CORNERED by the press in a back room of McGhee's family bakers, David Cameron had no choice but to answer the question.
What, pray tell, was his favourite cake? The answer perfectly illustrates his political acumen and suitability to lead. Was he swayed by the aroma of flour and sugar to fall for the firm's French Fancy or Pink Tart and slip into a trap of barbed headlines?
Of course not; like his character in When Boris Met Dave, the recent Channel 4 docu-drama that paired his appearance with Sade's Smooth Operator, Mr Cameron plumped for the oatcake, the healthiest, most worthy, not to mention Scottish of baked goods.
"I'm not just saying that because I'm in Scotland," he insisted, not that we believed him. "I find them very good for filling you up if you are hungry." Hmm, but so is Eton Mess.
In fairness, Mr Cameron had already decided to trip himself up. Seconds after climbing out the car, he was briefly undone by the factory gate's runners. Resplendent in revolutionary red, Annabel Goldie almost had to catch him.
The Conservative leader was in Glasgow's Springburn to support Ruth Davidson, the party's candidate in the forthcoming Glasgow North East by-election, but decided against striding the streets and introducing the public to their first old Etonian.
Instead, he enjoyed a guided tour of McGhee's family bakers, the firm behind both the city's famous "crispy roll" and potato scones and Scotch pies.
While one spin-doctor may have arched an eyebrow about the appropriateness of such a venue given the constituency has the poorest health and diet in Britain, Mr Cameron was untroubled when asked.
"Funnily enough, they were just telling me about their plans to introduce low-fat Scotch pies and one of the questions I asked was how are people's tastes changing, and actually people are making healthier choices and so this bakery is responding to that." Healthy Scotch pies – isn't that like "clean" coal?
The party progressed past the ovens. "This is an oven", said Gordon McGhee, the managing director. "And what is that … um," said David Cameron, thankfully shutting down before saying "for?"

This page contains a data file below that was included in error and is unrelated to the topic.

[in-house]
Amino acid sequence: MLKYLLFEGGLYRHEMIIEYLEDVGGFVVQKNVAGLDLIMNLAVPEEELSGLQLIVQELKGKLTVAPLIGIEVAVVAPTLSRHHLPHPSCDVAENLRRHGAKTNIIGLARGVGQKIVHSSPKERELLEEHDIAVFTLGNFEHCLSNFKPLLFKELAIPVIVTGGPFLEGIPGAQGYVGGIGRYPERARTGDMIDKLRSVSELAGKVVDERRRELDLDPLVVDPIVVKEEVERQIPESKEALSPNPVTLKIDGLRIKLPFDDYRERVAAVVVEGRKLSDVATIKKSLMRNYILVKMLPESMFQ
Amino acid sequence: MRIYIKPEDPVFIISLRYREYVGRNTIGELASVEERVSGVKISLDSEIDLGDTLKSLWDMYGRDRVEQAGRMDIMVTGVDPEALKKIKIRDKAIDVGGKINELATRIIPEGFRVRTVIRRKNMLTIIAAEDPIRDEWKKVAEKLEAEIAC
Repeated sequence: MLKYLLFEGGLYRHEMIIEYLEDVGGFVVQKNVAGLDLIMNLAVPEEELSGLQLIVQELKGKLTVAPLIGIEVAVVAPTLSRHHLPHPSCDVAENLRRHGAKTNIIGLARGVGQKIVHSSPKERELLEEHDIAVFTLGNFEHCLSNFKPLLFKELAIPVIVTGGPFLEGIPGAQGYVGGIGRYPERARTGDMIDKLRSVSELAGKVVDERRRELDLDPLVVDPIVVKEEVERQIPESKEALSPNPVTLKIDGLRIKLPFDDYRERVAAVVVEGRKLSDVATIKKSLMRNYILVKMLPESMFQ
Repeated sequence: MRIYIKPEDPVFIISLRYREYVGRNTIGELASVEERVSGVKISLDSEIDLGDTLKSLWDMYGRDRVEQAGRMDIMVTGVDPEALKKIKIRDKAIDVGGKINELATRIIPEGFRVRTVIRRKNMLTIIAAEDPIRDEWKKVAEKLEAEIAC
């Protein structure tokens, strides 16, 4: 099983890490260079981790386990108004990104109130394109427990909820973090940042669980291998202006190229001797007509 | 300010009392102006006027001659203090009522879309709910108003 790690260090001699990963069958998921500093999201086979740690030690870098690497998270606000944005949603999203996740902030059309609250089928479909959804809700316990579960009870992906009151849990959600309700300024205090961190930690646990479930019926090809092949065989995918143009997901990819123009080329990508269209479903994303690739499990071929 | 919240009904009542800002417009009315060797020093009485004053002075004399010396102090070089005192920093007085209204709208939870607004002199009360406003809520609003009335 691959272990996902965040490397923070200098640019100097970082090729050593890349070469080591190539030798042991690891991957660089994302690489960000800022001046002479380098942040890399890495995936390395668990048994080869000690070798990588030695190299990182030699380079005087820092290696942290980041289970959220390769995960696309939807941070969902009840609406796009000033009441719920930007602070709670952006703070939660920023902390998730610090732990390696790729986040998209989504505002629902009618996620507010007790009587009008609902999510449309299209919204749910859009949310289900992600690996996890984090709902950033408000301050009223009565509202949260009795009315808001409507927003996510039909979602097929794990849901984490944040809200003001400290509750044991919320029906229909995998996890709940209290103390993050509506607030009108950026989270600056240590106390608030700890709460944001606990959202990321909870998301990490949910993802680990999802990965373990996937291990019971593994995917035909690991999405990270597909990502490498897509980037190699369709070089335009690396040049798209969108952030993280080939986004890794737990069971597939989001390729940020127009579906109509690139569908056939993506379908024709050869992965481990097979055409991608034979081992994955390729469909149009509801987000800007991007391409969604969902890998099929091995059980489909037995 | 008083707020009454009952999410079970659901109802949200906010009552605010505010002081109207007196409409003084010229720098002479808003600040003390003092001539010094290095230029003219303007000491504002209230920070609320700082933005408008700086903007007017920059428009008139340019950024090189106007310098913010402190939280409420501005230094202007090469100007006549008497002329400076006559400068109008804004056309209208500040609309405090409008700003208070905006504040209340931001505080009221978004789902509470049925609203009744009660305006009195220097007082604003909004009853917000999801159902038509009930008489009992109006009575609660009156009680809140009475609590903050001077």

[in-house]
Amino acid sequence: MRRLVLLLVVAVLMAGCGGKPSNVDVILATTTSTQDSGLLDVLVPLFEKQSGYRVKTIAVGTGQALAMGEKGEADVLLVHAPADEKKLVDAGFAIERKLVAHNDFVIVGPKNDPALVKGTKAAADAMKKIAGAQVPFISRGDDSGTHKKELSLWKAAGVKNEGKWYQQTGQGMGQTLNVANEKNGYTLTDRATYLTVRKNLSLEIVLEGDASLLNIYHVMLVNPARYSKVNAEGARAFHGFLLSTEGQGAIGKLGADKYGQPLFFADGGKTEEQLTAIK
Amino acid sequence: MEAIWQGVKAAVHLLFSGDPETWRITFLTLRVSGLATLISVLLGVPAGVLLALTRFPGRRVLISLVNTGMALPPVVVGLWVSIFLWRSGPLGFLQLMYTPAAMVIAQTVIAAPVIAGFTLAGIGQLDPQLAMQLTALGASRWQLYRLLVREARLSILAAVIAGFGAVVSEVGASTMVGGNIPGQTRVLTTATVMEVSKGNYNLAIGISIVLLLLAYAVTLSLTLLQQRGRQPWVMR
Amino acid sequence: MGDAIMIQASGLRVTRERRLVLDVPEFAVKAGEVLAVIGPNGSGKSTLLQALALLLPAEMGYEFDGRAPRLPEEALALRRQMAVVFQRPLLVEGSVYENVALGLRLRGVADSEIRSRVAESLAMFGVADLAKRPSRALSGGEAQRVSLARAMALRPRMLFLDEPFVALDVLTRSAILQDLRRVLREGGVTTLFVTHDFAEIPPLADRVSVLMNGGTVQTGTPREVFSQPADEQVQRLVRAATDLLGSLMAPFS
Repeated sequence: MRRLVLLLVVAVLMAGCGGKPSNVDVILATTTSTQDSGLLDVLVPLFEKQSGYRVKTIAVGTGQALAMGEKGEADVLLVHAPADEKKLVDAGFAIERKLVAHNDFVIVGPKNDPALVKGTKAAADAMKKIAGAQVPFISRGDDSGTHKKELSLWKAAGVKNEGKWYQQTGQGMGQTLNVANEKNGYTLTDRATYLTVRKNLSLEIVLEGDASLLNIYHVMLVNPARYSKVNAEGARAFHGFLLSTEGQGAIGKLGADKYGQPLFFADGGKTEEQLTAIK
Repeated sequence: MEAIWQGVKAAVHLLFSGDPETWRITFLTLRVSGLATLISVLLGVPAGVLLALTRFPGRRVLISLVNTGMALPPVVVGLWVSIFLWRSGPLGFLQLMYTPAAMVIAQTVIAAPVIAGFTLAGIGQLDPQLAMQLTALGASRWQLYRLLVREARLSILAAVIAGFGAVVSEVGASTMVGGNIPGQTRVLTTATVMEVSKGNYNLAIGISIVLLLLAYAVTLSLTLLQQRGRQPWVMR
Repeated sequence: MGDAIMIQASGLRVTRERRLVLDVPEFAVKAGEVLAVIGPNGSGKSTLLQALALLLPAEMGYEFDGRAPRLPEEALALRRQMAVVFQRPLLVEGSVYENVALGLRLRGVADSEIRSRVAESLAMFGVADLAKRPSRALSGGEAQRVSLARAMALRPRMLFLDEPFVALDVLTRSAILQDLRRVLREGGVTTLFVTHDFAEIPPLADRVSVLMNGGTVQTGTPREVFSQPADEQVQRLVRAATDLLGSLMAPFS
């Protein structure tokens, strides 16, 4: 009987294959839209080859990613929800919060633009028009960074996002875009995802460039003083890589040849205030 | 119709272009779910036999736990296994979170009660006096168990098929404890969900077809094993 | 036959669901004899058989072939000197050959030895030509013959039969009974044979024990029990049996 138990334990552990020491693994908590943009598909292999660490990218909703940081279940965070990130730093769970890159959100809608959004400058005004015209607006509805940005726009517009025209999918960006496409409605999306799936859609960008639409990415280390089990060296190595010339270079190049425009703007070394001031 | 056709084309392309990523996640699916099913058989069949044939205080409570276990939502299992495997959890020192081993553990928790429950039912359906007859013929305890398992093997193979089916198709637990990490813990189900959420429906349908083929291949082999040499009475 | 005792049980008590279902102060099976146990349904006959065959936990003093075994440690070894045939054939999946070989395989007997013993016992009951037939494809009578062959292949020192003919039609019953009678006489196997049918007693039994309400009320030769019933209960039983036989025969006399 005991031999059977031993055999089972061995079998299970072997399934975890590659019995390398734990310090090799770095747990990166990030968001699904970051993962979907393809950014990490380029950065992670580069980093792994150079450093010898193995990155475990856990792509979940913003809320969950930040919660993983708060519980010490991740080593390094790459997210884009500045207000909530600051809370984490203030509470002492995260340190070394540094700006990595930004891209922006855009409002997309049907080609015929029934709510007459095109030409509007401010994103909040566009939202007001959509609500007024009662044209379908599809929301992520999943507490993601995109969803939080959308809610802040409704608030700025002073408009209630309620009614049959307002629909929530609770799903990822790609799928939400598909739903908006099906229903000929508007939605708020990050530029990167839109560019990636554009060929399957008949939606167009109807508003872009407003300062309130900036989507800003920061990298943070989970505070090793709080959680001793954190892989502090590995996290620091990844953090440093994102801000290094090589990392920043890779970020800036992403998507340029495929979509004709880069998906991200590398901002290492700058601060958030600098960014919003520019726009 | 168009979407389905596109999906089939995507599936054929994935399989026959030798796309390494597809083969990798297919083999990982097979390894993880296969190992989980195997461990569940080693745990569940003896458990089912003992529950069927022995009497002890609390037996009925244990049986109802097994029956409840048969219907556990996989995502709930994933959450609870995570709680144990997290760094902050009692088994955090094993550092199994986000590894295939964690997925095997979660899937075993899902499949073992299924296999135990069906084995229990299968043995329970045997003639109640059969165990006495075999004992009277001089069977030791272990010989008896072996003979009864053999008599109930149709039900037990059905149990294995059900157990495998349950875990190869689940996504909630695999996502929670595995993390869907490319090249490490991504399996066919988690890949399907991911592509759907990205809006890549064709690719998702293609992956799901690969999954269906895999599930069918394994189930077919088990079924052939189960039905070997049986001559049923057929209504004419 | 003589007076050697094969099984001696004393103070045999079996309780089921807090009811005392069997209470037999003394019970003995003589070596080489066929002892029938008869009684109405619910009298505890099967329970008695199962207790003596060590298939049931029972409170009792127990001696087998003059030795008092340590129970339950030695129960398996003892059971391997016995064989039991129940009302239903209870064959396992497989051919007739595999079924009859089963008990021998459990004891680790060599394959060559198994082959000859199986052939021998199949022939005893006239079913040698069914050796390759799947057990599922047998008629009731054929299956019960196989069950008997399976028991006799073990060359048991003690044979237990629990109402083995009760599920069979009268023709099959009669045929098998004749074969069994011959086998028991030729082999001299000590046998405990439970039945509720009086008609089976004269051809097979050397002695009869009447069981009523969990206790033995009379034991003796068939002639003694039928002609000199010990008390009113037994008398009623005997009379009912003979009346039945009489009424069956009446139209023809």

While the visit of Mr Cameron to one of the poorest parts of Britain could have offered the opportunity to move from the question of inherited wealth to inherited poverty, the Tory leader's trip was all too brief.
When asked why he visited given the party's dire electoral performance in Scotland, he replied: "I believe in campaigning in every by-election where there is a Conservative candidate standing, I think it is important, and in Ruth Davidson we have got a first-class candidate. She is really putting up a good fight and I think Labour has failed the people of Glasgow.
"I'm the first party leader to walk the streets. That is what party leaders should do."
The Scotsman said: "But you're not actually walking the streets." He replied: "I hit the streets when I came in – I nearly fell over."
The SNP, he explained, was wrong to discuss the inevitability of independence and it would find no allies in No10 if the Conservative Party won the general election.
"If Alex Salmond thinks a Conservative government is going to help him achieve his dream, he has got another think coming."
Then he was away, striding past the table laden with rolls, cakes and tarts – an abstinent man in search of a Tory rival and, of course, an oatcake.
THE TORY LEADER VS THE SPRINGBURN MAN
Born: London, to a stockbroker and a baronet's daughter.
School: Eton College.
University: Oxford, gaining a degree in Philosophy, Politics and Economics (first class).
Social Life: The Bullingdon Club, whose members have a reputation for damaging property while inebriated.
Wealth: The Sunday Times Rich List puts the combined wealth of David and Samantha Cameron at 30m-plus.
Born: Springburn Man was born into one of the poorest constituencies in Britain. He is the son of a single mother.
School: He left with no qualifications, the rate of this occurring is 300 per cent above the Scottish average.
University: Er, no.
Employed: No. Unemployment in Springburn is 140 per cent over the Scottish average.
Social Life: Also likes to get drunk (when he can afford it).
Future: He has a 50 per cent chance of reaching age 50.